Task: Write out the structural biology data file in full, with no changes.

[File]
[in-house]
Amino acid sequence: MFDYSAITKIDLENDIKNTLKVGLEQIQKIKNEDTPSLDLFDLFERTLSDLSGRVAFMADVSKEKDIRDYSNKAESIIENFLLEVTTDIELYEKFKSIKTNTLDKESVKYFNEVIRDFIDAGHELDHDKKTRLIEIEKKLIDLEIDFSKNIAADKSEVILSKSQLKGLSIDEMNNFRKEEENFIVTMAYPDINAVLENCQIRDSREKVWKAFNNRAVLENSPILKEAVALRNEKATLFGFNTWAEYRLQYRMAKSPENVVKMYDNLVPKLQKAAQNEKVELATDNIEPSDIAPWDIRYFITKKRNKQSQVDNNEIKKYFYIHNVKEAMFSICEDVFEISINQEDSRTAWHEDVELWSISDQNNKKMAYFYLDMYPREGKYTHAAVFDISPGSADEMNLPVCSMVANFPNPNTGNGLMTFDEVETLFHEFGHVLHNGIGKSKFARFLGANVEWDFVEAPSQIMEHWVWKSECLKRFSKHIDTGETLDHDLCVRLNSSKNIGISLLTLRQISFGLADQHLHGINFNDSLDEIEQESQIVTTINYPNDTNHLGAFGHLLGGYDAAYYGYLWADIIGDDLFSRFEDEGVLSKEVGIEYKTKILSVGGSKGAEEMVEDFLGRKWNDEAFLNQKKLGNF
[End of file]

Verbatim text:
[in-house]
Amino acid sequence: MFDYSAITKIDLENDIKNTLKVGLEQIQKIKNEDTPSLDLFDLFERTLSDLSGRVAFMADVSKEKDIRDYSNKAESIIENFLLEVTTDIELYEKFKSIKTNTLDKESVKYFNEVIRDFIDAGHELDHDKKTRLIEIEKKLIDLEIDFSKNIAADKSEVILSKSQLKGLSIDEMNNFRKEEENFIVTMAYPDINAVLENCQIRDSREKVWKAFNNRAVLENSPILKEAVALRNEKATLFGFNTWAEYRLQYRMAKSPENVVKMYDNLVPKLQKAAQNEKVELATDNIEPSDIAPWDIRYFITKKRNKQSQVDNNEIKKYFYIHNVKEAMFSICEDVFEISINQEDSRTAWHEDVELWSISDQNNKKMAYFYLDMYPREGKYTHAAVFDISPGSADEMNLPVCSMVANFPNPNTGNGLMTFDEVETLFHEFGHVLHNGIGKSKFARFLGANVEWDFVEAPSQIMEHWVWKSECLKRFSKHIDTGETLDHDLCVRLNSSKNIGISLLTLRQISFGLADQHLHGINFNDSLDEIEQESQIVTTINYPNDTNHLGAFGHLLGGYDAAYYGYLWADIIGDDLFSRFEDEGVLSKEVGIEYKTKILSVGGSKGAEEMVEDFLGRKWNDEAFLNQKKLGNF